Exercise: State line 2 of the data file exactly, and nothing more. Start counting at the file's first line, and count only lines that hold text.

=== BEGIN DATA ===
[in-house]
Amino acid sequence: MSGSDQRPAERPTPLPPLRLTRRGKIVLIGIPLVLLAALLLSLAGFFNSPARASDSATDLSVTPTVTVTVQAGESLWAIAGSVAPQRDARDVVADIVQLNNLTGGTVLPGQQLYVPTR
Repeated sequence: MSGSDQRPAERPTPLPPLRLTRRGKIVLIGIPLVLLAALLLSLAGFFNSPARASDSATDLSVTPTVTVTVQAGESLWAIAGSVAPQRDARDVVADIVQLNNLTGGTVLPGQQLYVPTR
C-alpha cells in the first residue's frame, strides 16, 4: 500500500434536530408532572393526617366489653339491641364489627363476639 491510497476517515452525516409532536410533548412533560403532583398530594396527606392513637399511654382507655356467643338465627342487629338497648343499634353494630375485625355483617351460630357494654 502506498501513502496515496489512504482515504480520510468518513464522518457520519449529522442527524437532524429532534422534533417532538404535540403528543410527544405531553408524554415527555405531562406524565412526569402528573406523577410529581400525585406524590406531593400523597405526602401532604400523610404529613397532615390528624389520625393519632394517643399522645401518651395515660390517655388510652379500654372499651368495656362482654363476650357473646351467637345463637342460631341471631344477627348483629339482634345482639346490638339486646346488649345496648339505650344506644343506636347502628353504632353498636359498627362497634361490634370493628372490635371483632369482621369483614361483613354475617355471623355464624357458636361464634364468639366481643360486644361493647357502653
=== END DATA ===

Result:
Amino acid sequence: MSGSDQRPAERPTPLPPLRLTRRGKIVLIGIPLVLLAALLLSLAGFFNSPARASDSATDLSVTPTVTVTVQAGESLWAIAGSVAPQRDARDVVADIVQLNNLTGGTVLPGQQLYVPTR